At the beginning of the courtroom criminal trial in the United States, the defendant is presumed to be of the crime.

If we think of the null hypothesis as the person (defendant) on trial, then "failing to reject the null hypothesis" would be analogous to a decision to the defendant on trial.
To convict means to decide that there is a sufficient level of evidence that someone accused of a crime is guilty. To acquit means to decide that there is NOT a sufficient level of evidence that someone accused of a crime is guilty.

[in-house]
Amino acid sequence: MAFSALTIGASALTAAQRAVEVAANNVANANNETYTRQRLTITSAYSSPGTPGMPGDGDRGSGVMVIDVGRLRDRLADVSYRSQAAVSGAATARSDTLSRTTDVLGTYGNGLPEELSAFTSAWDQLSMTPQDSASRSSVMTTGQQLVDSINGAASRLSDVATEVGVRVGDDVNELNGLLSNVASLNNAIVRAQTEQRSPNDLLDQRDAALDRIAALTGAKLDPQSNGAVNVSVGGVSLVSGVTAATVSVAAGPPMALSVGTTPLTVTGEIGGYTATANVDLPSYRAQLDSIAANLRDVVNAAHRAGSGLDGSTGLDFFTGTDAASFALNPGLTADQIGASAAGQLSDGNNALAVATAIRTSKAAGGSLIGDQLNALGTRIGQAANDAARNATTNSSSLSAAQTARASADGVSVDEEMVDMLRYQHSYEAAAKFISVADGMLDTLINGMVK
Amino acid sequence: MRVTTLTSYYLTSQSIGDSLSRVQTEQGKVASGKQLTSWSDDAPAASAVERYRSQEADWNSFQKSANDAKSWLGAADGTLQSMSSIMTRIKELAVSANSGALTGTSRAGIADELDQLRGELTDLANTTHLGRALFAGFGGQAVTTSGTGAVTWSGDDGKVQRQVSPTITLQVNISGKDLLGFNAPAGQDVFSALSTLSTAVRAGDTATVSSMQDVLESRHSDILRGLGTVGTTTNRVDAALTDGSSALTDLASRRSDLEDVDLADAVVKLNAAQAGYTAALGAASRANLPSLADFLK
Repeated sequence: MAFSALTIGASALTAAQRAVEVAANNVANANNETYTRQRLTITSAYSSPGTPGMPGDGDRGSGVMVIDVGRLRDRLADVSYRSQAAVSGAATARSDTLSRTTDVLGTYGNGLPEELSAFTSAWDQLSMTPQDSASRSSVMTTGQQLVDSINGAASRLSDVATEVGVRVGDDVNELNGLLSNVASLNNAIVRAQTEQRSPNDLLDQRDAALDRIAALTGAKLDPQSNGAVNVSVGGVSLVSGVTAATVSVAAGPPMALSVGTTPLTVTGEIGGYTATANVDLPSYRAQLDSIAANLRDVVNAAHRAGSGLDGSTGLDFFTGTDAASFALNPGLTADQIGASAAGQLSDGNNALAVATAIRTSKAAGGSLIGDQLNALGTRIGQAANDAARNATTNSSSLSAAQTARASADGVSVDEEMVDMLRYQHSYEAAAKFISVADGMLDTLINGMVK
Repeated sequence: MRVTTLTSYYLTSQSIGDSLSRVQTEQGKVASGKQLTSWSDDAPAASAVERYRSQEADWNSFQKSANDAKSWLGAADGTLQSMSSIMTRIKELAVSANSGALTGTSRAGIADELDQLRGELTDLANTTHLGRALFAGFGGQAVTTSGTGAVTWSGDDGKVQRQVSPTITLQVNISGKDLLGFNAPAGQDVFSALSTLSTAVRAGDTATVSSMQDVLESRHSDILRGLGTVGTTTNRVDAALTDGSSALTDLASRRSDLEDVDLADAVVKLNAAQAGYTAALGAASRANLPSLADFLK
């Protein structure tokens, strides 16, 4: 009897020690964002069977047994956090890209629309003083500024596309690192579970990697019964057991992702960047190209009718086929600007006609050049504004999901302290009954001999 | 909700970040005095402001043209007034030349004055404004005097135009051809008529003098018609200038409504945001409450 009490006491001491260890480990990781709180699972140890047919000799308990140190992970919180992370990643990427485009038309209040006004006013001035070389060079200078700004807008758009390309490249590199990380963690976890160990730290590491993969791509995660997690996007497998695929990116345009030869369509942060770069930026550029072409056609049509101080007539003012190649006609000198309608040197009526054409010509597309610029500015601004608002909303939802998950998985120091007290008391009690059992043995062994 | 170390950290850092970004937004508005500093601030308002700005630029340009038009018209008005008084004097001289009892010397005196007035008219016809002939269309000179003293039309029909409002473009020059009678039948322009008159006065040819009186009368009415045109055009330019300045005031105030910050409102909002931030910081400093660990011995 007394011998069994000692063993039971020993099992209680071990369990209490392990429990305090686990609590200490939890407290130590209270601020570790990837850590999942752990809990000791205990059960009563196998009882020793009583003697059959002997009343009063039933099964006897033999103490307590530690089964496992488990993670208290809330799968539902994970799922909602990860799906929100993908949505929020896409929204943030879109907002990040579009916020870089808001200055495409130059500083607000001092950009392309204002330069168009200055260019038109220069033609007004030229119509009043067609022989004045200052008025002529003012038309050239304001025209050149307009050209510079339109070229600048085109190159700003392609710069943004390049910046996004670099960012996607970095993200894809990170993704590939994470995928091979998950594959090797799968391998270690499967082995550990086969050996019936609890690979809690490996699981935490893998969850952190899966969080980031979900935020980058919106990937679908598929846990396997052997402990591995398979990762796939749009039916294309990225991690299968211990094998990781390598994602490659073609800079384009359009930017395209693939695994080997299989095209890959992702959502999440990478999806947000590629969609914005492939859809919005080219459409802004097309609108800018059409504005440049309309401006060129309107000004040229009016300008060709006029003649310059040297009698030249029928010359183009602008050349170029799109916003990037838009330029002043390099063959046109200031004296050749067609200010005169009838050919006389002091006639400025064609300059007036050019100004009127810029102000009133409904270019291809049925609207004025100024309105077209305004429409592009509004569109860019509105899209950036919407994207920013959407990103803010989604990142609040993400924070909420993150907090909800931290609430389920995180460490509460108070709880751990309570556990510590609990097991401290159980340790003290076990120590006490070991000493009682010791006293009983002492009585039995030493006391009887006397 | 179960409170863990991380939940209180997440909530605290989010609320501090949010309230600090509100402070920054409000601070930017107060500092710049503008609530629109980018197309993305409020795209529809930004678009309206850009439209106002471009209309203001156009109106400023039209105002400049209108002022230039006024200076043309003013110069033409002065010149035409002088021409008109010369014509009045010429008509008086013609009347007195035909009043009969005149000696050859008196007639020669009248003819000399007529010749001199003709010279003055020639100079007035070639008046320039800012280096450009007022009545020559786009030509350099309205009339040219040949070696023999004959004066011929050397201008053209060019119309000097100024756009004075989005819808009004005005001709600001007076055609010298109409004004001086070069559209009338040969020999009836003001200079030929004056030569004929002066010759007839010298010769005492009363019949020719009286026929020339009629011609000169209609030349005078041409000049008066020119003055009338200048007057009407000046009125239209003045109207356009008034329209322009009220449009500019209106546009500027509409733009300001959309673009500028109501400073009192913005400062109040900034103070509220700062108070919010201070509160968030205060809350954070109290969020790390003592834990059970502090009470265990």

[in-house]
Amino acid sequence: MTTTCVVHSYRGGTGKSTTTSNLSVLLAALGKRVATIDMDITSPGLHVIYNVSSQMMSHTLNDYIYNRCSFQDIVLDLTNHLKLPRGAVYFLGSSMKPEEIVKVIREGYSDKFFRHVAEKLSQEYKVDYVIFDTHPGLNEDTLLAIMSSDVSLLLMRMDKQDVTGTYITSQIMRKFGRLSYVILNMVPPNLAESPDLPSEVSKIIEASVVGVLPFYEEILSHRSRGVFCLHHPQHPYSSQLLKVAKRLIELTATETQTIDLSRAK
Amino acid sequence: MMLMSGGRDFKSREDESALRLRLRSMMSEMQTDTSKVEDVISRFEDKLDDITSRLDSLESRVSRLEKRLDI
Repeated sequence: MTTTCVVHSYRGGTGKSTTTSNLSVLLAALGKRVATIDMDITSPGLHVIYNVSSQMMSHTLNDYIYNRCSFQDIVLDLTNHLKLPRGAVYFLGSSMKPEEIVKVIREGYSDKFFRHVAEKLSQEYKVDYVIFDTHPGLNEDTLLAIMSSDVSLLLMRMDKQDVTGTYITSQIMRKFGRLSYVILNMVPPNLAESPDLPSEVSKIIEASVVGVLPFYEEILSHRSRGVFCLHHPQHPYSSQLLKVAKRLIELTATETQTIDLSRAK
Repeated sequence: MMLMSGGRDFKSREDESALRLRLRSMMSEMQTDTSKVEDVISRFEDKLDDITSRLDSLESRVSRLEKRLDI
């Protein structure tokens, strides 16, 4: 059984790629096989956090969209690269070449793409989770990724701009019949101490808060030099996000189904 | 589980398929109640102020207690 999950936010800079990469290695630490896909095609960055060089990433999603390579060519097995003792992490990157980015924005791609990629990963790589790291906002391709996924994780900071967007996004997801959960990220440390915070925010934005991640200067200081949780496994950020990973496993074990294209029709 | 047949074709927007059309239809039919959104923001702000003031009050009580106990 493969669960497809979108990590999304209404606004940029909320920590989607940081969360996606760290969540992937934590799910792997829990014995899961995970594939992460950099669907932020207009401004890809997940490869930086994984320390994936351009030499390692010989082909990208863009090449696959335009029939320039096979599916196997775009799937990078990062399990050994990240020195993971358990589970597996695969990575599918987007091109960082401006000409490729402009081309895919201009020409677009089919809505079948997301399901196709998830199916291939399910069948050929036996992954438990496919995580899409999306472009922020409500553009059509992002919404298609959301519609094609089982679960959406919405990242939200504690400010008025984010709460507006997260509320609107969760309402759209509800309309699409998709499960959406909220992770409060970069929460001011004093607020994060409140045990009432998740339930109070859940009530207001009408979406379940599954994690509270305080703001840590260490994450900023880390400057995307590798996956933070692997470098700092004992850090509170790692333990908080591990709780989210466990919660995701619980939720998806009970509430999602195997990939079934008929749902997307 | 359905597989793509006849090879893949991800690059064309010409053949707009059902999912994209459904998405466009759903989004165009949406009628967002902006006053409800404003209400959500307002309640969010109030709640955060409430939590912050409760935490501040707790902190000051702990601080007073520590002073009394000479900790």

If we think of the null hypothesis as the person (defendant) on trial, then "rejecting the null hypothesis" would be analogous to a decision to the defendant on trial.

If the jury makes a Type 1 error, that would mean they have decided to the defendant when they should not have.

If the jury makes a Type 2 error, that would mean they have decided to the defendant when they should not have.

If the trial by jury process has high power, that means there is a high probability that the jury will decide to when that would be the correct decision.